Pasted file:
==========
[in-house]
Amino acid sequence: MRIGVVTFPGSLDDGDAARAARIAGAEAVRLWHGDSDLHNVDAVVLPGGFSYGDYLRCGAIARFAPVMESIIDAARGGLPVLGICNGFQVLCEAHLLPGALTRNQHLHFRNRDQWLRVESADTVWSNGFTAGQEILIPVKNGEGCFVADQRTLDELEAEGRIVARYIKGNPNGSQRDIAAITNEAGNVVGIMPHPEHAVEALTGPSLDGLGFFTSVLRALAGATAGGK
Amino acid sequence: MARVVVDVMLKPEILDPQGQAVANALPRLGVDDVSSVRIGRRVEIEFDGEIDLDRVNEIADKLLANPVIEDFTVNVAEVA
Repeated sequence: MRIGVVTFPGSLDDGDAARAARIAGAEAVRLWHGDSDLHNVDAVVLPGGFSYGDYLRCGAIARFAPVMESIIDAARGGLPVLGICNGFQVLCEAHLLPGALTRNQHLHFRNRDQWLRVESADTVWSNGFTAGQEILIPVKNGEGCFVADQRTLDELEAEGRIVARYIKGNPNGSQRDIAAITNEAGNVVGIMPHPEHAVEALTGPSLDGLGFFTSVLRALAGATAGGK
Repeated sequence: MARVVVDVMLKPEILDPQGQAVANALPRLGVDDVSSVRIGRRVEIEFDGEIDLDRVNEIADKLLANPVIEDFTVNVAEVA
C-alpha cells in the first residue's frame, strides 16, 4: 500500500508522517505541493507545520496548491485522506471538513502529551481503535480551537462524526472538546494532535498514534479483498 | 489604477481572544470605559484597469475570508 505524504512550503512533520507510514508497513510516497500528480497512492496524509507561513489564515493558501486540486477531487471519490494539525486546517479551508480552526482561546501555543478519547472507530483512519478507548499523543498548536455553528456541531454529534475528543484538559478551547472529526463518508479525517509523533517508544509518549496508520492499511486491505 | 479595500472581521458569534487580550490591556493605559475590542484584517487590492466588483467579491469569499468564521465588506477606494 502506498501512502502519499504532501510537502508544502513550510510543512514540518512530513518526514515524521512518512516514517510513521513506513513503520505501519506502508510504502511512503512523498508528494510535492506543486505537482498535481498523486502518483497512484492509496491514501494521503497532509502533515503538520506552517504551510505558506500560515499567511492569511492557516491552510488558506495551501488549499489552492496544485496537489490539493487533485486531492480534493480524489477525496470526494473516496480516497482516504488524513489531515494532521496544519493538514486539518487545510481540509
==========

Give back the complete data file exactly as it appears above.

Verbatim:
[in-house]
Amino acid sequence: MRIGVVTFPGSLDDGDAARAARIAGAEAVRLWHGDSDLHNVDAVVLPGGFSYGDYLRCGAIARFAPVMESIIDAARGGLPVLGICNGFQVLCEAHLLPGALTRNQHLHFRNRDQWLRVESADTVWSNGFTAGQEILIPVKNGEGCFVADQRTLDELEAEGRIVARYIKGNPNGSQRDIAAITNEAGNVVGIMPHPEHAVEALTGPSLDGLGFFTSVLRALAGATAGGK
Amino acid sequence: MARVVVDVMLKPEILDPQGQAVANALPRLGVDDVSSVRIGRRVEIEFDGEIDLDRVNEIADKLLANPVIEDFTVNVAEVA
Repeated sequence: MRIGVVTFPGSLDDGDAARAARIAGAEAVRLWHGDSDLHNVDAVVLPGGFSYGDYLRCGAIARFAPVMESIIDAARGGLPVLGICNGFQVLCEAHLLPGALTRNQHLHFRNRDQWLRVESADTVWSNGFTAGQEILIPVKNGEGCFVADQRTLDELEAEGRIVARYIKGNPNGSQRDIAAITNEAGNVVGIMPHPEHAVEALTGPSLDGLGFFTSVLRALAGATAGGK
Repeated sequence: MARVVVDVMLKPEILDPQGQAVANALPRLGVDDVSSVRIGRRVEIEFDGEIDLDRVNEIADKLLANPVIEDFTVNVAEVA
C-alpha cells in the first residue's frame, strides 16, 4: 500500500508522517505541493507545520496548491485522506471538513502529551481503535480551537462524526472538546494532535498514534479483498 | 489604477481572544470605559484597469475570508 505524504512550503512533520507510514508497513510516497500528480497512492496524509507561513489564515493558501486540486477531487471519490494539525486546517479551508480552526482561546501555543478519547472507530483512519478507548499523543498548536455553528456541531454529534475528543484538559478551547472529526463518508479525517509523533517508544509518549496508520492499511486491505 | 479595500472581521458569534487580550490591556493605559475590542484584517487590492466588483467579491469569499468564521465588506477606494 502506498501512502502519499504532501510537502508544502513550510510543512514540518512530513518526514515524521512518512516514517510513521513506513513503520505501519506502508510504502511512503512523498508528494510535492506543486505537482498535481498523486502518483497512484492509496491514501494521503497532509502533515503538520506552517504551510505558506500560515499567511492569511492557516491552510488558506495551501488549499489552492496544485496537489490539493487533485486531492480534493480524489477525496470526494473516496480516497482516504488524513489531515494532521496544519493538514486539518487545510481540509